On violence

As I said in reply to the comment on my previous post, I went on the university funding demo yesterday and found it peaceful and good-natured. I didn’t see anyone on the march who looked like they were there to be violent. I didn’t stay long in Parliament Square, because I didn’t want to get kettled as I was working in the evening. Although, obviously, I wouldn’t particularly have wanted to get kettled anyway.

It’s completely right that everyone is now condemning the violence that broke out yesterday evening. I don’t think such acts are ever justified. Yet a lot of the head-shaking and huffing about it that is going on today fails to take into account that violence isn’t created in a vacuum. Firstly, kettling creates violence. Anyone who feels trapped gets angry about it pretty damn quickly, myself included. You feel you would do anything to get out. Secondly, the sort of extreme anger that leads to violence is brought about by feelings of frustration at not being heard, feelings that the result of last night’s vote won’t do anything to lessen. Violence is a form of expression used by people who are either too inarticulate to express themselves any other way or who feel that other methods of self-expression aren’t getting them anywhere. Simply repeating that violence is inexcusable is not a good enough response: questions need to be asked about why people felt driven to these actions.

Tuition fees

I’m now on to my second big political disappointment in five years. The first was with the radical left. The second is with the unradical centre.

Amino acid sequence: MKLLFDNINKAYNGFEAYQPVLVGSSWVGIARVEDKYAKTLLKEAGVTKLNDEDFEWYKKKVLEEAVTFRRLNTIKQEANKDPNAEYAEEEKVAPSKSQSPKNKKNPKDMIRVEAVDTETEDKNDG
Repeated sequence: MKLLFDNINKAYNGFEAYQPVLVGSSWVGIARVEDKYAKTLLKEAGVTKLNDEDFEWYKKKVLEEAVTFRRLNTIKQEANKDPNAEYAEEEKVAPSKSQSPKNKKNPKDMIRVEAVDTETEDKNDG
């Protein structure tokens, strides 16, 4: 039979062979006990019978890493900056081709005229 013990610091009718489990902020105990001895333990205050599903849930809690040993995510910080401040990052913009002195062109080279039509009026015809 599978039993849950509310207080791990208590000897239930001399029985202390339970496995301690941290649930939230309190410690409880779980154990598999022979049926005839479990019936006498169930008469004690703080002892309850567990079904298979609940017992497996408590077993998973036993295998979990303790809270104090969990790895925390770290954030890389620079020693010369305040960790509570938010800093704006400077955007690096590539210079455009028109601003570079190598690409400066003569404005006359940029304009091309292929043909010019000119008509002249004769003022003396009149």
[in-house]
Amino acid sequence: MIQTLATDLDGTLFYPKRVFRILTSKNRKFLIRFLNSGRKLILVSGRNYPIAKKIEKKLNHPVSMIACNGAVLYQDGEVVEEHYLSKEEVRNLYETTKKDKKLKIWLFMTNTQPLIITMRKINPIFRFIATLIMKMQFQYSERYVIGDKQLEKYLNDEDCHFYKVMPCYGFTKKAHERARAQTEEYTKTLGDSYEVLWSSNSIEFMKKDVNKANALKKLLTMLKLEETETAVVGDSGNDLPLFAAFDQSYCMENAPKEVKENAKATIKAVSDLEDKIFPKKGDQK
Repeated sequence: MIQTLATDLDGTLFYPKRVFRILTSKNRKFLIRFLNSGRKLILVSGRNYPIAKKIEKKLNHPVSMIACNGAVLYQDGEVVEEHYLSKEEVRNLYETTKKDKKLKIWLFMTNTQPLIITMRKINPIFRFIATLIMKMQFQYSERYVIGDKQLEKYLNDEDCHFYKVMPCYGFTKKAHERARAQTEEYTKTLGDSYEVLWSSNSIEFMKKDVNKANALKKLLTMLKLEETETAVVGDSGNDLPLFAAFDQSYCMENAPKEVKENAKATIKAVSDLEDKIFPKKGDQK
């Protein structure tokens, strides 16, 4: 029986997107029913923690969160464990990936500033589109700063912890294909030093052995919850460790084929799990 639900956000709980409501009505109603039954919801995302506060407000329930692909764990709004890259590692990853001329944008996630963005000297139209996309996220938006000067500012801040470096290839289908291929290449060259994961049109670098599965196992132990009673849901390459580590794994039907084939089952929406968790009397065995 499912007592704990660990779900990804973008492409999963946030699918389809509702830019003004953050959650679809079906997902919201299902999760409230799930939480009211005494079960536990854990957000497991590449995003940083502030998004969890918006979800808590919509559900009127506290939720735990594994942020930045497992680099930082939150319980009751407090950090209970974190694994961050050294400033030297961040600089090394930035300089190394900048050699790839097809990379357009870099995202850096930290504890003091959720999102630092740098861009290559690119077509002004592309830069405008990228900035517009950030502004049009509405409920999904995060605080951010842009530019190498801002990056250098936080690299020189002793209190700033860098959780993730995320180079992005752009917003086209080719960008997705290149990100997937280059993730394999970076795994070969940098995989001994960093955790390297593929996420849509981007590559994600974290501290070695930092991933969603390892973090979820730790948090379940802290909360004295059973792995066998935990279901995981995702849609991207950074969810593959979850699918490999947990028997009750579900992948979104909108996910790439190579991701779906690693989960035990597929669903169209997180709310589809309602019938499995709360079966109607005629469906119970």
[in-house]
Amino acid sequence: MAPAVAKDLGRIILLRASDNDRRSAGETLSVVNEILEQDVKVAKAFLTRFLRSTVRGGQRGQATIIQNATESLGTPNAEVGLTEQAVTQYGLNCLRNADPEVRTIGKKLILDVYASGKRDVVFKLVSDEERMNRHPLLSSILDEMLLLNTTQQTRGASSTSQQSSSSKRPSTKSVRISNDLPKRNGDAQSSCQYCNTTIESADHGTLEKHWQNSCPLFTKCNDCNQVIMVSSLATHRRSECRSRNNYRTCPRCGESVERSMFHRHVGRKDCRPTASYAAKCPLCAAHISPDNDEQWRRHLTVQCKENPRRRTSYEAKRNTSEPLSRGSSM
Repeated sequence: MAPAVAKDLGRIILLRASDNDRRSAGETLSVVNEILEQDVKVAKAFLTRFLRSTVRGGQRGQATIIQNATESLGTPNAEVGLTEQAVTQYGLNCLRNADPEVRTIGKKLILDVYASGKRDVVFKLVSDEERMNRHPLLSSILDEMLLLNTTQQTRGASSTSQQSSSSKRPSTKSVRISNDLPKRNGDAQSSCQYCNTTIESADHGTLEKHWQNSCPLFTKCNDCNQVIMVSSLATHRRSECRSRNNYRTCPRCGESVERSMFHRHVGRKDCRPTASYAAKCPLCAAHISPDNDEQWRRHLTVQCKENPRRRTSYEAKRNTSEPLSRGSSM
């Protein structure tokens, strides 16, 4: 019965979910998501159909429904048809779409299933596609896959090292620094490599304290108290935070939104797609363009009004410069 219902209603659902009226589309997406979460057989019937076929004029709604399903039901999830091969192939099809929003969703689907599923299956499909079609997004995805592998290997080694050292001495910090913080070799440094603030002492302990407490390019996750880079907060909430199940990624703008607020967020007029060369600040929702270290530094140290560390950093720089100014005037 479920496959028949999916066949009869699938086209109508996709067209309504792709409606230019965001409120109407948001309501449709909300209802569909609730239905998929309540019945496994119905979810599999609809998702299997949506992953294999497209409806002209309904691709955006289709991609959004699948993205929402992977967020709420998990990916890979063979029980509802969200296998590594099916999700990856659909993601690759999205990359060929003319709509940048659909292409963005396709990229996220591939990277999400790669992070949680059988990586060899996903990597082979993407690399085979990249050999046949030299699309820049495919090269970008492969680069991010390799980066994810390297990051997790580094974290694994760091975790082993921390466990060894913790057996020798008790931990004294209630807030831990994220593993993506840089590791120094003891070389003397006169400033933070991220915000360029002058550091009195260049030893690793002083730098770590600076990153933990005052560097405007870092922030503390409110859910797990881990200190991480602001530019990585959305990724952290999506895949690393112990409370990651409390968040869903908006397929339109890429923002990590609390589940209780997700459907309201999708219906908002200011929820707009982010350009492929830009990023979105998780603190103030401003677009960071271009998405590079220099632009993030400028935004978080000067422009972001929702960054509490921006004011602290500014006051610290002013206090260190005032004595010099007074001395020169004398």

Back in 2005 I went up to Scotland for the Gleneagles demonstrations and came back invoking plagues on both their houses. I saw the police deliberately provoking protestors, kettling, hiding their identifying numbers, intimidating people, afraid to let the protest come anywhere near the people at which it was aimed – but I also saw protestors staging sit-ins in the road in the middle of marches, leaving people further back standing around for hours; and protestors blockading roads that the police had already closed, preventing coaches full of other protestors getting through. Plans were blasted all over the internet and yet people expressed surprise that the police always seemed to be one step ahead of them. They seemed more interested in making sure that everyone knew how outraged they were about everything than in actually finding an effective way of fighting for change.

So I came back from Scotland on the day the bombs went off in London (not a good day to travel) and went back to my books. Shortly afterwards I accidentally started going out with a Lib Dem and met a lot of other nice ones as a result – people whose politics came quite close to my own. Since Labour swerved up on to the central reservation I thought the LDs might be taking over the left ground. I kept my distance, as temperamentally I’m not really a joiner-inner of things, but I was happy to vote Lib Dem: the luxury of being a minor party is idealism, and I liked a lot of the ideals: free higher education, no ID cards, no war.

Then the crazy election we had flung the LDs into the unenviable position of Tory Fig Leaf. I went along with that because I didn’t see any alternative – Labour clearly weren’t that interested in a coalition and a Tory minority government would only have meant another election, and as both Labour and the Lib Dems ran out of money at the last, another one would have got the Tories in with a majority. (Here are the different parties’ finances at the time.)